Money: Master the Game by Tony Robbins

Tony is a polarising character and he's difficult to differentiate from a charlatan, but man, he delivers. Everything he does, he's 100% in and I was super surprised by the quality and insights of this book. 100% recommended for personal finances with lessons and practical advice from the very best in the business.

Book summary by Blas



Abundance: The Future Is Better Than You Think by Peter H. Diamandis and Steven Kotler

Peter Diamandis is a radical optimist. A futurist. In this book with Steven Kotler they outline how lucky we're to live in the best moment of history and how it will only improve. As they say: the future is better than you think.



The Messy Middle: Finding Your Way Through the Hardest and Most Crucial Part of Any Bold Venture by Scott Belsky

One of the best books I’ve ever read on product, product marketing and new companies, and I plan to read and re-read my notes time and time and time again.

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The Inevitable: Understanding the 12 Technological Forces That Will Shape Our Future by Kevin Kelly

From the author of one thousand true fans, Kevin Kelly, or KK, he writes about the 12 technologies shaping our world. I discovered Kevin from Tim Ferriss and became a fan since. I still read his weekly newsletter.



This is Marketing: You Can't Be Seen Until You Learn To See by Seth Godin

Seth Godin is a brilliant and sharp and this is probably his best book about marketing where we works on the idea of what is powerful marketing and how to practice it.



Bold: How to Go Big, Create Wealth and Impact the World by Peter H. Diamandis and Steven Kotler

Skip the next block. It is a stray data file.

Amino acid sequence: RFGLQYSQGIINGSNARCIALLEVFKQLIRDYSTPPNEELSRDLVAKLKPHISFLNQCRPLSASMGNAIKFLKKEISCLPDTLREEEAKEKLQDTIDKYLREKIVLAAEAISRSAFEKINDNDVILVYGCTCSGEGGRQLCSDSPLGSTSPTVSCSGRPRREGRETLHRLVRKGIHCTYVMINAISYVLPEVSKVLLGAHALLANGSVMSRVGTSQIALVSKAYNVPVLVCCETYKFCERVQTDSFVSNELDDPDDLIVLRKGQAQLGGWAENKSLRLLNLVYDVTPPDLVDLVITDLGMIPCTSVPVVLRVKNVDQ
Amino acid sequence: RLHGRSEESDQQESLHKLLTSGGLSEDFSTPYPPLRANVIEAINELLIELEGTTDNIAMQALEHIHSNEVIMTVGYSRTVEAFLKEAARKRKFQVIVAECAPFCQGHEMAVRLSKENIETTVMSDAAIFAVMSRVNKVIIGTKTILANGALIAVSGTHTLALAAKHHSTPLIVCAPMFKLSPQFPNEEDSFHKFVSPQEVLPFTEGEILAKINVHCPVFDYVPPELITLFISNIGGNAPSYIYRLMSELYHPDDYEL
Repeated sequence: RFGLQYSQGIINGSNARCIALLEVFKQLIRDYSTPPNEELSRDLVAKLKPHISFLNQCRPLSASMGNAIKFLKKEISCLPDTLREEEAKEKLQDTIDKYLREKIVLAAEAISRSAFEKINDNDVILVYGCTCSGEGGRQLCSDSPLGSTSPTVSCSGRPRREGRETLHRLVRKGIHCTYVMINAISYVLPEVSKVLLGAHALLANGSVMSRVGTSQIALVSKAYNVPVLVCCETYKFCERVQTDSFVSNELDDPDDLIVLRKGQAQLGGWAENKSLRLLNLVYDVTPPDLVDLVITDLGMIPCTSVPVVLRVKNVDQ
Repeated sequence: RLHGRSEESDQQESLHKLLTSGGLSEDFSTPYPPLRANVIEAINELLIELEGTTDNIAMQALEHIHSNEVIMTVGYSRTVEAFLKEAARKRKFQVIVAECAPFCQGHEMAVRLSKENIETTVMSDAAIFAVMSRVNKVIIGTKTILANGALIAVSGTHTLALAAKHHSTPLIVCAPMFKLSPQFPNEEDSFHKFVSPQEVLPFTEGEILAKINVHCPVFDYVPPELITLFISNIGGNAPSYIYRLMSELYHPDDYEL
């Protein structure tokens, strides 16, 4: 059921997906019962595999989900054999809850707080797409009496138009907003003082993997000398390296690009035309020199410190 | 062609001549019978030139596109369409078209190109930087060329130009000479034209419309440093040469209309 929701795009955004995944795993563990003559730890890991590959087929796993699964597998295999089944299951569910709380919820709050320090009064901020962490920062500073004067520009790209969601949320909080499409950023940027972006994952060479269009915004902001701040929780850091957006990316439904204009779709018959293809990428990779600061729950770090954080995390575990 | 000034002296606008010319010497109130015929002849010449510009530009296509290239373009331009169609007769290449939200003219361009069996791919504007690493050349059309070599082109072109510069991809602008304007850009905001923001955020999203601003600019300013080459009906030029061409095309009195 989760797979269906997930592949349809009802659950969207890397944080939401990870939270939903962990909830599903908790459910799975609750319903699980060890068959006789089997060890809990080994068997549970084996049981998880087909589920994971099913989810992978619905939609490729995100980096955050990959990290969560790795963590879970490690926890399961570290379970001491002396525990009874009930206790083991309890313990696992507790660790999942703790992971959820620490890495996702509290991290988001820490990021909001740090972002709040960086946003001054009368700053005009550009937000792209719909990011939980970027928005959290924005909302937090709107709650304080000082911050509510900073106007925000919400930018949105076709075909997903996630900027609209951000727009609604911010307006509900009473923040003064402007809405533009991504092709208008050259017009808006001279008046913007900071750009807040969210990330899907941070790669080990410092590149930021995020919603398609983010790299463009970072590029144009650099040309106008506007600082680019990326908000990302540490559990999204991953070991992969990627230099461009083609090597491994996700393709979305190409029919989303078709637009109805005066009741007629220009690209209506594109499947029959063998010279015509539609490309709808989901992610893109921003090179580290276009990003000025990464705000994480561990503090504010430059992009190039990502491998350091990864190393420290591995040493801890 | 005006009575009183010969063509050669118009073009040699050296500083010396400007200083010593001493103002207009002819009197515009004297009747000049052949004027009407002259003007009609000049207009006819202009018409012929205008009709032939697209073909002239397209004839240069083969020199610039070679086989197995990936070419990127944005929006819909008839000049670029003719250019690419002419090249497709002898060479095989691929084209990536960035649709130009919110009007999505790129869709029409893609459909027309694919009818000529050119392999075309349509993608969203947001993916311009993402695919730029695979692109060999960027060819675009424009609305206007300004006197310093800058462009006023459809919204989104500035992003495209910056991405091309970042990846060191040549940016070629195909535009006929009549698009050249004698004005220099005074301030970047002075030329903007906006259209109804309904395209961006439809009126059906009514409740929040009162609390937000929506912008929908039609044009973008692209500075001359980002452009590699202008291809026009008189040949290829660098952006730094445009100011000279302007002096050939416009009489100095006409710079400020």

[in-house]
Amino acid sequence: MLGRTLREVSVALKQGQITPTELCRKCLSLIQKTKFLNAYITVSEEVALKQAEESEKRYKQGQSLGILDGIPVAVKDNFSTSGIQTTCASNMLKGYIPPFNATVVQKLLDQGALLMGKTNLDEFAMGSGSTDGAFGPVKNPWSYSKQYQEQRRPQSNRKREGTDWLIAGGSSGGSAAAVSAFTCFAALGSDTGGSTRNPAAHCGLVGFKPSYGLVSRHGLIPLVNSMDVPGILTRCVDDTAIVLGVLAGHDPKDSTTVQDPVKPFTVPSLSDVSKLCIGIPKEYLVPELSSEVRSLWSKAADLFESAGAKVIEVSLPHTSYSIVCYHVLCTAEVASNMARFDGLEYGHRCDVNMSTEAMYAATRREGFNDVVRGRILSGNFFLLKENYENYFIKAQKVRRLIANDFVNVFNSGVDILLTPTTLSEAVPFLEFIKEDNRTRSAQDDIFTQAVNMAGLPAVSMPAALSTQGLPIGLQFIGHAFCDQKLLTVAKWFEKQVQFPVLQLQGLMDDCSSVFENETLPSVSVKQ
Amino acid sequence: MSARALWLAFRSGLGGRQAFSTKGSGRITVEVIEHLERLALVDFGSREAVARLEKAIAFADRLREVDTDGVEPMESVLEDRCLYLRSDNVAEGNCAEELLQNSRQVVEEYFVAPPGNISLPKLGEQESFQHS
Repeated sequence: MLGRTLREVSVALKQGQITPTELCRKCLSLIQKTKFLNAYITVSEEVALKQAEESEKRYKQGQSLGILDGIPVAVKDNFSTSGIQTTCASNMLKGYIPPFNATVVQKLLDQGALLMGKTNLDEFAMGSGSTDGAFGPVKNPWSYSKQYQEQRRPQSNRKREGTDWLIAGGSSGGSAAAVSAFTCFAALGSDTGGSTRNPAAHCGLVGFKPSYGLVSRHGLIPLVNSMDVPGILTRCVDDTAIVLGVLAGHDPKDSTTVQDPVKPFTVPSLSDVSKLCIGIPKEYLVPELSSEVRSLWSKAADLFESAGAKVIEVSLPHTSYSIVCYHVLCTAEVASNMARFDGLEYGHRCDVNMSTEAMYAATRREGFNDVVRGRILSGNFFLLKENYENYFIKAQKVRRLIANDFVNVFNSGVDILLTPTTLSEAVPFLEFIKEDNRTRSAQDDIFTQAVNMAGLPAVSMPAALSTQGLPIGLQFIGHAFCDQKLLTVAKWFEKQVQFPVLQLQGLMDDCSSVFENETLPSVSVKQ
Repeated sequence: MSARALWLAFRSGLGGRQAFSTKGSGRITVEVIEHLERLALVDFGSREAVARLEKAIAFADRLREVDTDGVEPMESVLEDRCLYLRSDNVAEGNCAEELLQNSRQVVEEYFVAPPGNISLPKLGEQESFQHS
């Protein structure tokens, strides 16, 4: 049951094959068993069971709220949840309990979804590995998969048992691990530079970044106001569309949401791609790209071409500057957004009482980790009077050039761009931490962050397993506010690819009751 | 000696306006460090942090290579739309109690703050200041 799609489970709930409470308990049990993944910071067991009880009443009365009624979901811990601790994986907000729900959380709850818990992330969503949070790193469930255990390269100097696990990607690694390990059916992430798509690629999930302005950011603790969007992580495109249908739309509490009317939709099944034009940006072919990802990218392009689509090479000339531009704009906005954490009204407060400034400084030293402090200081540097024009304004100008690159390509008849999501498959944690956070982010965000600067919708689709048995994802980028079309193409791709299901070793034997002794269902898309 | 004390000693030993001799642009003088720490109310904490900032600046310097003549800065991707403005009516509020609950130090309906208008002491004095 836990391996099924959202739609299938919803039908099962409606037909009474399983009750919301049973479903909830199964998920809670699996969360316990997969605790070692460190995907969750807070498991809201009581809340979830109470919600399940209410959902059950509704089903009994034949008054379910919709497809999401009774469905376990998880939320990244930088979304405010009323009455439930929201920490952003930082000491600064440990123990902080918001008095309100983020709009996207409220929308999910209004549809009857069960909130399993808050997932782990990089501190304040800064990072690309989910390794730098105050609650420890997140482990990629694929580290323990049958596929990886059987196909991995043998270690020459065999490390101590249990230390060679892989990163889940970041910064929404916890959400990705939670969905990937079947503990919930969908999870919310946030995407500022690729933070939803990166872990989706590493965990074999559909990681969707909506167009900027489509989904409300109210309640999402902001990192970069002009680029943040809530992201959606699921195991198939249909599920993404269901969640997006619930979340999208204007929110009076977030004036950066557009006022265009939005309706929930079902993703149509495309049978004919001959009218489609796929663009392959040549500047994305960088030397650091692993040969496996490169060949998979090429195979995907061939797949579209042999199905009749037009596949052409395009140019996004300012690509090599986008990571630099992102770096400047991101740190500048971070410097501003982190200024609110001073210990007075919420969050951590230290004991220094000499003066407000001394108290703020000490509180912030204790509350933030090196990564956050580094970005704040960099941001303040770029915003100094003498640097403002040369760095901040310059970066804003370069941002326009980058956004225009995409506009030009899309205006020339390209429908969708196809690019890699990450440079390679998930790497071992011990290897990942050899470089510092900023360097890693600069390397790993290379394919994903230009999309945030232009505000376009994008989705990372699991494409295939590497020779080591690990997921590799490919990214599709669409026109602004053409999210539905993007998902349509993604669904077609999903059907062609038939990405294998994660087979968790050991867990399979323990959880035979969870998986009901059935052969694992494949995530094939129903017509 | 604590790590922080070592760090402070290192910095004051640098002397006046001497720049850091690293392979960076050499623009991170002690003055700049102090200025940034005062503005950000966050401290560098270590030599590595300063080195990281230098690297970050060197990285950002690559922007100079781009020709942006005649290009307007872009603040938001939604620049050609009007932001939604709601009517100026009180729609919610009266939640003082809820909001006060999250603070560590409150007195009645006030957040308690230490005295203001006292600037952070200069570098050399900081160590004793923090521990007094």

Follow up from Abundance focused on exponential technologies. The authors describe it as a manifesto and manual on the future.

Book summary by Blas



Awareness by Anthony de Mello

A classic about spirituality and philosophy of life which I discovered from Naval and which I read already twice.

Book summary by Blas



Tools of Titans: The Tactics, Routines, and Habits of Billionaires, Icons, and World-Class Performers by Tim Ferriss

Man, I love Tim Ferriss. He is probably the person that influenced my life the most without knowing him in person. I love his work and his podcast, so we he decided to launch this "encyclopedia" with the tools, tactics or routines from many of his guests ... it was a no brainer. It's a book to check from time to time



Small Giants: Companies That Choose to Be Great Instead of Big by Bo Burlingham

Why going big when you can be great?. Why looking for investing when you can bootstrap and keep full control?. Why looking for an exit when you can be happy in your own company forever? Why being famous when you can be successful and anonymous? Questions that we must ask ourselves and that can lead to a different happier place.

Book summary by Blas